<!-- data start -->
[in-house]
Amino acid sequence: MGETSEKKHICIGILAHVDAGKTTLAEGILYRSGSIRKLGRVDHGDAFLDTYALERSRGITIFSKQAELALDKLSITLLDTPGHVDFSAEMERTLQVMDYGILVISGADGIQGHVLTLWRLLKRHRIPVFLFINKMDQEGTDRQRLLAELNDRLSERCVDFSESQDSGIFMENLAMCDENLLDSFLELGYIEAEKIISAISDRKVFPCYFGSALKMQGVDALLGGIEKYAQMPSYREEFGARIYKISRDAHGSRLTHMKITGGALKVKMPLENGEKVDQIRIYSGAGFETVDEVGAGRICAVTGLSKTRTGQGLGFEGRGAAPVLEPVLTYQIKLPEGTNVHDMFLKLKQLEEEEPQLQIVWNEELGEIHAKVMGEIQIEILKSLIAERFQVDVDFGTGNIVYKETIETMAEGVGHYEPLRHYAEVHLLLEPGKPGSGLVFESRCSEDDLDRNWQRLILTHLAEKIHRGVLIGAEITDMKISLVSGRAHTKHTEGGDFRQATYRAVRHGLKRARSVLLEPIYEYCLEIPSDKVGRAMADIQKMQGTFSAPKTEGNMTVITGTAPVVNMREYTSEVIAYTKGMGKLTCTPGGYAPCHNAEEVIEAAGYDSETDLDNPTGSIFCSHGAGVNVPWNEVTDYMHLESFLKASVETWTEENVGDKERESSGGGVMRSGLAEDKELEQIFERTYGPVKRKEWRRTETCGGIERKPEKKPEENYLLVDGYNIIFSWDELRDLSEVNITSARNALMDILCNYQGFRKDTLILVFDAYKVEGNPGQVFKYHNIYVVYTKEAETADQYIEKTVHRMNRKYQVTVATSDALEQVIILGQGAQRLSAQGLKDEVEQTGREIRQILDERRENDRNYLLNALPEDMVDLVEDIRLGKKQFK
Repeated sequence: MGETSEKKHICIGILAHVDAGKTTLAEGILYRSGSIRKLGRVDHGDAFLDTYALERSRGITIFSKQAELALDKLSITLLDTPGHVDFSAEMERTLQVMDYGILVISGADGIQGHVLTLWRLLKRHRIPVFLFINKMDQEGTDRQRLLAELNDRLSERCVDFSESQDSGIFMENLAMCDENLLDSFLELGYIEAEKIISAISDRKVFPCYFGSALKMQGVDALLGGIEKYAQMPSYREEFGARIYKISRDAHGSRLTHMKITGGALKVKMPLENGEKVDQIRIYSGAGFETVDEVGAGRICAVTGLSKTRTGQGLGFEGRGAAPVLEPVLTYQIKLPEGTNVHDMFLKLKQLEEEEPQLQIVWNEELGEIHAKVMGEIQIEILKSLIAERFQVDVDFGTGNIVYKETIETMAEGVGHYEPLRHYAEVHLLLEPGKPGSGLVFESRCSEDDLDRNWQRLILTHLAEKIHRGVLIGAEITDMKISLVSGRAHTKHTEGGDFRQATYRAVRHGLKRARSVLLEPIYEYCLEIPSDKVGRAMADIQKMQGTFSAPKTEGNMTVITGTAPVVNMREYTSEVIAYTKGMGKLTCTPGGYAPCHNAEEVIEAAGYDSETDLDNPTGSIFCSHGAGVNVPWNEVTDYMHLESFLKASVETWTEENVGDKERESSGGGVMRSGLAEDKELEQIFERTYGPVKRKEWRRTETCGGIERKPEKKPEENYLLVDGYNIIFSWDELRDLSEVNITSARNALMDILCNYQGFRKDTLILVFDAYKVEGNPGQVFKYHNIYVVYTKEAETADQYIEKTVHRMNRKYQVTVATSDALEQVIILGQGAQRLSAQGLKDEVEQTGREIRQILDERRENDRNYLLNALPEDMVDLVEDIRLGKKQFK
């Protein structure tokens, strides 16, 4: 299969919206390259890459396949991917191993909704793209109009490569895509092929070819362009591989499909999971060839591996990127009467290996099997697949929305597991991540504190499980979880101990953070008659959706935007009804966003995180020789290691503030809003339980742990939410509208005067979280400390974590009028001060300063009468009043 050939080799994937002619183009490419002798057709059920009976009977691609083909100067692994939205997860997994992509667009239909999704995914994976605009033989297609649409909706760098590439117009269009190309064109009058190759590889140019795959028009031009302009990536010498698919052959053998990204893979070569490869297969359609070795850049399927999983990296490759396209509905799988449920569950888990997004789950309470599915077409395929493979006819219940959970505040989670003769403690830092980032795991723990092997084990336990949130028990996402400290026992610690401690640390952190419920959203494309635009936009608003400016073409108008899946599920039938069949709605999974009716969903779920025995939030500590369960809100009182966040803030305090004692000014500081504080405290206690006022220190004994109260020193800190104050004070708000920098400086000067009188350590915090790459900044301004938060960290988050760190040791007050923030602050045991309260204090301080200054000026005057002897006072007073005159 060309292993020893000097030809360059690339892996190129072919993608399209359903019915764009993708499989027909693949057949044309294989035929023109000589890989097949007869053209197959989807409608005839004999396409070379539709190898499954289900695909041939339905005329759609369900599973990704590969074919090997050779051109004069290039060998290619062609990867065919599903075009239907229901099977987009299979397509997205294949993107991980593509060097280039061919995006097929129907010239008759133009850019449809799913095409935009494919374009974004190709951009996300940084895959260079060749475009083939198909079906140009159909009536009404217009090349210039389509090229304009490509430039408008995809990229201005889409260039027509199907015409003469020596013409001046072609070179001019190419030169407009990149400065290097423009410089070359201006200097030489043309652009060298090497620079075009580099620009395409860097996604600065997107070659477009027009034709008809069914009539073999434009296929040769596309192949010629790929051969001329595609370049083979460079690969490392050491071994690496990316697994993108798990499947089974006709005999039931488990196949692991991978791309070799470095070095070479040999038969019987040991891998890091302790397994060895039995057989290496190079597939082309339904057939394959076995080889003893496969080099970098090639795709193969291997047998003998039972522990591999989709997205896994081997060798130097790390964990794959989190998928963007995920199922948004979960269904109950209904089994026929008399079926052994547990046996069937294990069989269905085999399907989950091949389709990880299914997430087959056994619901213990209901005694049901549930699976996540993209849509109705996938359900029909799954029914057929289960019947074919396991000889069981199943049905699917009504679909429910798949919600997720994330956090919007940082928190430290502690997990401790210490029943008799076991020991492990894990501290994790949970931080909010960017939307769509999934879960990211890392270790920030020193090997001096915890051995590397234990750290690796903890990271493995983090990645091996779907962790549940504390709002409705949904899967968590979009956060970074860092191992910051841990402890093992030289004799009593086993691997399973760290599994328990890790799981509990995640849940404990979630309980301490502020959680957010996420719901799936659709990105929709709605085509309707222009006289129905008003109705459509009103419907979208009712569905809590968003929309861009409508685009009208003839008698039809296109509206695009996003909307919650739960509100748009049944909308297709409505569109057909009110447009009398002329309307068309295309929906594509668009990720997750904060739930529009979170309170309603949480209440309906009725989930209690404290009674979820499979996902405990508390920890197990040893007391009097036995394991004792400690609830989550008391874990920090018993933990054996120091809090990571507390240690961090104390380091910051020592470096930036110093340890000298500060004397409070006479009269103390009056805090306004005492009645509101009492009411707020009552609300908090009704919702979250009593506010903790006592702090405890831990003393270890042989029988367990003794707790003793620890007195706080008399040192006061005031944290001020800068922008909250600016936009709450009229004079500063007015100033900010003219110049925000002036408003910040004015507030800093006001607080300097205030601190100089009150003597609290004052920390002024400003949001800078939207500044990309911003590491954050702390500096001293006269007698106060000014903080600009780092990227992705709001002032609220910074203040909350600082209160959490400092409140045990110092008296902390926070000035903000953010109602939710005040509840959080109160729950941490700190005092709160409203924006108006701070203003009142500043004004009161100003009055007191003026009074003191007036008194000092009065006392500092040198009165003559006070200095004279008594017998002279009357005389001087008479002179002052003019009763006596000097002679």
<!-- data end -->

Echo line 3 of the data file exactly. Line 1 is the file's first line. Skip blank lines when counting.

Repeated sequence: MGETSEKKHICIGILAHVDAGKTTLAEGILYRSGSIRKLGRVDHGDAFLDTYALERSRGITIFSKQAELALDKLSITLLDTPGHVDFSAEMERTLQVMDYGILVISGADGIQGHVLTLWRLLKRHRIPVFLFINKMDQEGTDRQRLLAELNDRLSERCVDFSESQDSGIFMENLAMCDENLLDSFLELGYIEAEKIISAISDRKVFPCYFGSALKMQGVDALLGGIEKYAQMPSYREEFGARIYKISRDAHGSRLTHMKITGGALKVKMPLENGEKVDQIRIYSGAGFETVDEVGAGRICAVTGLSKTRTGQGLGFEGRGAAPVLEPVLTYQIKLPEGTNVHDMFLKLKQLEEEEPQLQIVWNEELGEIHAKVMGEIQIEILKSLIAERFQVDVDFGTGNIVYKETIETMAEGVGHYEPLRHYAEVHLLLEPGKPGSGLVFESRCSEDDLDRNWQRLILTHLAEKIHRGVLIGAEITDMKISLVSGRAHTKHTEGGDFRQATYRAVRHGLKRARSVLLEPIYEYCLEIPSDKVGRAMADIQKMQGTFSAPKTEGNMTVITGTAPVVNMREYTSEVIAYTKGMGKLTCTPGGYAPCHNAEEVIEAAGYDSETDLDNPTGSIFCSHGAGVNVPWNEVTDYMHLESFLKASVETWTEENVGDKERESSGGGVMRSGLAEDKELEQIFERTYGPVKRKEWRRTETCGGIERKPEKKPEENYLLVDGYNIIFSWDELRDLSEVNITSARNALMDILCNYQGFRKDTLILVFDAYKVEGNPGQVFKYHNIYVVYTKEAETADQYIEKTVHRMNRKYQVTVATSDALEQVIILGQGAQRLSAQGLKDEVEQTGREIRQILDERRENDRNYLLNALPEDMVDLVEDIRLGKKQFK